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What Took Big Techs to White House This Week?


Halfway through 2021 and the globe is already befouled with ransomware attacks that have risen at an alarming rate of 93 percent according to the latest findings by Check Points mid-year security report. What’s even worse is that these attacks get their boost from a technique called ‘triple extortion’. This is when there’s already data theft happening at a large sum, organizations are being threatened of data leakage for a ransom. Currently, the same threat is being shot at an organization's customers, vendors, partners, and those alike.

When every resort failed, a lot of organizations gave in to those demands, only to find out that not even a full recovery of data was made. Usually, most organizations seldom disclose the extent of the breach they withstood, excluding the impact of exposed data, downtime, and disruption.

Much of the many issues keeping nations busy, and of course, dealing with the ever-persistent coronavirus. Ransomware attacks are deploying every opportunity they can fit their attacks in. Perhaps one of those popular attacks is disguised as campaigns and emails carrying details regarding COVID-19. Little do employees of a company or companies, in general, know that cyber felons had sneaked in their poison that infiltrated by wreaking havoc into the systems. Ransomware attacks during the pandemic could be a tough stain to clean, but it was during these times that these attacks surged. A report by Skybox Security indicates that ransomware during the pandemic with new samples increased by 72 percent. This falls true when peculiar names such as LemonDuck are on the popularity wheel. With the way the coronavirus is rampaging the world, cyber felons are using the chance to unleash their attacks in every way they could inject their fangs in.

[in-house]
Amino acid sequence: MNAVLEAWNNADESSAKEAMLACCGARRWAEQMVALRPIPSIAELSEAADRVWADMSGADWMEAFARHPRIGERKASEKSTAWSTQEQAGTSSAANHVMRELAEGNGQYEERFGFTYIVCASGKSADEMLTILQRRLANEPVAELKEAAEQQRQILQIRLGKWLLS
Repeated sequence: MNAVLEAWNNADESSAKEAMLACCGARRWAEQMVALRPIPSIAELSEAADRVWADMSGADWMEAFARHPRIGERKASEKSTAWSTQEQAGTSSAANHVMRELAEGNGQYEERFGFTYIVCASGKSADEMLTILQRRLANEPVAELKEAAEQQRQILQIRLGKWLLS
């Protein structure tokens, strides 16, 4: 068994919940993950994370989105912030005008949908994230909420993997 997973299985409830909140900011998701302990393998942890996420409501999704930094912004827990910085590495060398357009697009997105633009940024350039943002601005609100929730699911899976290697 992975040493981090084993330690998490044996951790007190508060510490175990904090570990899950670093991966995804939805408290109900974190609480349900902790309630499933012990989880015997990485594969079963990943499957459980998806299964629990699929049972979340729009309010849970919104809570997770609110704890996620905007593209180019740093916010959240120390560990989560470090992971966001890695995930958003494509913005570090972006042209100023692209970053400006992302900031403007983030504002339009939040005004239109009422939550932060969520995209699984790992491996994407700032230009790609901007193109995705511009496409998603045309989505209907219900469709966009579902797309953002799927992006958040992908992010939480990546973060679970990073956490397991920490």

At the same time, organizations have made numerous attempts to curb those attacks. Some prevailed while others failed. But when the situation appeared overwhelmingly out of hand, with attacks on the rise, this is when big techs decided to gather at the US WhiteHouse to hold serious talks with the president.

Big Techs and the US President Talk Cybersecurity Solutions
To combat the ransomware attacks, big tech CEOs namely Apple's Tim Cook, Microsoft's Sathya Nadella, Amazon's Andy Jassy, and others are coming together to hold a meeting with the US president Joe Biden. Since software and cloud providers such as the aforementioned firms have largely been victims of cyber attacks in Russia and China. Other big techs including Google, IBM, JPMorgan Chase, and energy firm Southern are also given the memo to this assembly.

Words buzzing around this meeting are those big techs who would most likely talk about software being better security in the supply chain.

Since energy firms have often fallen prey to ransomware and cyber attacks, talks will be held around it, especially around the Colonial Pipeline Co issue. Other sectors which have also been prey to such attacks like banks, the water utility, and those that play a critical role in a nation’s economy will be discussed as well.

For a while now, cyber security has become the most talked-about topic among not just big techs alone, but almost every tech and non-tech organization which deploys tech including the government.

Since cases such as the Solar Winds attacks, the PrintNightmare vulnerabilities, and the Pegasus iPhone attack have raised major red flags among governments and large organizations. As these attacks highly target security and trouble in that area could not only make the company suffering the attack go downhill, but will affect the economy of the nation as well.